Bias Correction and Forecast Skill of NCEP GFS
Yun Fan and Huug van den Dool
Climate Prediction Center, NOAA/NWS/NCEP
Camp Springs, MD, 20746
Soil moisture, the so-called land SST, has been considered important for weather and climate prediction, in particular in the warm season when land and atmosphere are more tightly coupled (Dirmeyer 2000, Kanamitsu et al. 2003, Koster et al. 2003, Van den Dool et al. 2003, Zhang et al. 2003, Van den Dool 2007). Soil moisture is also an important indicator for real-time drought and flood monitoring. In 1997 the NOAA Climate Prediction Center (CPC) started a soil moisture “dynamical” week1 and week2 outlook, over the United States only, on a daily basis, using CPC’s leaky bucket (LB) land surface hydrological model (Huang et al. 1996, Van den Dool et al. 2003) forced with week1 and week2 precipitation and surface air temperature from a single member forecast of the NOAA National Center for Environmental Prediction (NCEP) Medium-Range Forecast (MRF), lately called the Global Forecast System (GFS). From late 2001 onward the GFS ensemble forecast was used to replace the single member forecast and the procedure was further improved in late 2003 to include the bias corrected GFS ensemble forecast.
The reader should understand that the LB model is kept up to date every day with observations. One can look upon this as an integration of the LB from 1931 to yesterday 12Z, and the GFS’s temperature and precipitation are appended to this ongoing LB integration to jump another two weeks ahead. We do not use the GFS’s soil moisture directly. We therefore avoid having to deal with the potentially very biased soil moisture states of the GFS and note the LB is integrated in an offline fashion, i.e. not coupled to the atmosphere. More primitive approaches to avoid the GFS bias include considering the 2 week change in the GFS’s soil moisture predicted by GFS itself, a product launched by COLA around 1995.
When we talk about research below we mean research ‘on the fly’ applied to products that were generated in real time, i.e. only a few years worth of data has been saved and nothing was rerun.
In mid-2007, the CPC initiated its monitoring and prediction of the variability of the Global (African, Asian, Australian, and American) Monsoons Systems, to collaborate with the international community on improving monsoon monitoring and providing timely and useful weather and climate information for different users and decision makers worldwide. With releasing the CPC gauge based Global Unified Land Surface Precipitation Analysis in late 2007, the daily bias corrected GFS ensemble week1 and week2 precipitation forecasts have been expanded to the global land surface.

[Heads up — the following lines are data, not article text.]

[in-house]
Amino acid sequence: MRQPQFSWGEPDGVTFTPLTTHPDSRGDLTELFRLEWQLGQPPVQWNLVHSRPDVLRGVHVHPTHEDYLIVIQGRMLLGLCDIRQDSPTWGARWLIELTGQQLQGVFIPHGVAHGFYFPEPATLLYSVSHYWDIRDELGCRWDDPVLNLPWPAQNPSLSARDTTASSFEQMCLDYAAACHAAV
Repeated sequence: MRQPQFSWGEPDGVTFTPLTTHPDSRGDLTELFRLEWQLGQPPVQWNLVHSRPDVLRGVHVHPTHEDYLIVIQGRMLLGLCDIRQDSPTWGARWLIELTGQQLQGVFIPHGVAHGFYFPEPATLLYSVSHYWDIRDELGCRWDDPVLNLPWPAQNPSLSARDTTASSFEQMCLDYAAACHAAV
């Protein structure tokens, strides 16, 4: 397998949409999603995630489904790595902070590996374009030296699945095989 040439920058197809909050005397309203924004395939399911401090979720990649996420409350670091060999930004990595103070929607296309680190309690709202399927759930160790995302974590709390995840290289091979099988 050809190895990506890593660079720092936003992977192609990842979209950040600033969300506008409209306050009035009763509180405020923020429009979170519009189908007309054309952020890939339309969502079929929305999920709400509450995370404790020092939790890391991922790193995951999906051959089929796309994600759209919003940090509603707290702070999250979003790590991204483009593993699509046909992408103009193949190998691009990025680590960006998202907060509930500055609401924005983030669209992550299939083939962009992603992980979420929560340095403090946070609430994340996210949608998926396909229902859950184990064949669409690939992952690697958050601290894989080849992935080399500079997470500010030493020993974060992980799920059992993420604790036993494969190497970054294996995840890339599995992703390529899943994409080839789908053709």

The NCEP GFS is not a frozen system but has been upgraded frequently in terms of dynamical core and physics package in the past years. In the early stage of CPC’s soil moisture “dynamical” outlook, both bad and good comments were received. In recent years, more and more good comments were gathered from different users. So it is time to verify and quantify the daily bias corrected GFS ensemble week1 and week2 precipitation and soil moisture forecast thereof. The first part of this work is to assess the GFS ensemble week 1 and week 2 precipitation forecasts over the global land. The main attention is on the skill of the bias corrected GFS ensemble precipitation forecasts over the North American, South American, Asia-Australian and African monsoon regions. Detailed analysis is conducted on the spatial-temporal distribution of the bias, in order to address questions like: what does the bias look like and is it removable? Does bias correction improve GFS forecast skill? The second part of this research focuses on the predictability of the land surface, but over the US only. Since the predictability of soil moisture critically depends on the quality of the GFS ensemble predicted precipitation, further analysis is done on the temporal-spatial features of the GFS driven soil moisture forecast skills, i.e. when, where and to what extent the soil moisture can be predicted on week1 and week2 time scales beyond the skill of a persistence forecast.
Every day the week-1 and week-2 GFS precipitation ensemble forecasts have been corrected with the past N days mean forecast errors, defined as follows:
Bias1 = 1/N Σ [ Pf (week1) – Po (week1) ] (1)
Bias2 = 1/N Σ [ Pf (week2) – Po (week2) ] (2)
Where Pf is the NCEP GFS ensemble week-1 and week-2 precipitation forecasts, Po is the observed week-1 and week-2 precipitation from CPC daily US and Global Unified Precipitation Analysis. N is number of days (e.g. 30 or 7 days, these being the only choices being maintained in real time). The choice of N is a little bit subjective. In general, the mean forecast errors calculated from larger N (e.g. 30 days) are more robust then those from the smaller N (e.g. 7 days or 1 day). Of cause, one can calculate the mean forecast errors for the bias correction with more complicated methods, such as non-equal weighting (giving larger weights to more recent days and reducing weights with the time of past days increasing) or use probability density function (PDF) adjustment based on the forecasted and observed precipitation in the past days.
The very same bias correction is also applied every day to the week-1 and week-2 GFS ensemble 2 meter surface air temperature (T2m) forecasts, but over the US only. Results for T2m are not shown in this paper.
3. Performance of NCEP GFS week-1 and week-2 ensemble precipitation forecasts
Since the above bias corrections (with both 30 days and 7 days mean forecast errors) are performed every day, the data sets are archived on a daily basis for verification and research. Figure 1 shows the time evolution of daily spatial correlation of the week-1 and week-2 observed precipitation anomalies and GFS forecasted precipitation anomalies over North America, corrected with 30 days mean forecast errors. The dominant features are a large day to day fluctuation and a clearly seasonal cycle in the GFS precipitation forecast skill, with the relative higher skill in the cold season and lower skill in warm season. In general, the annual mean of spatial correlation skill for the week-1 GFS precipitation forecasts is around 0.49 and 0.24 for the week-2 GFS precipitation forecasts.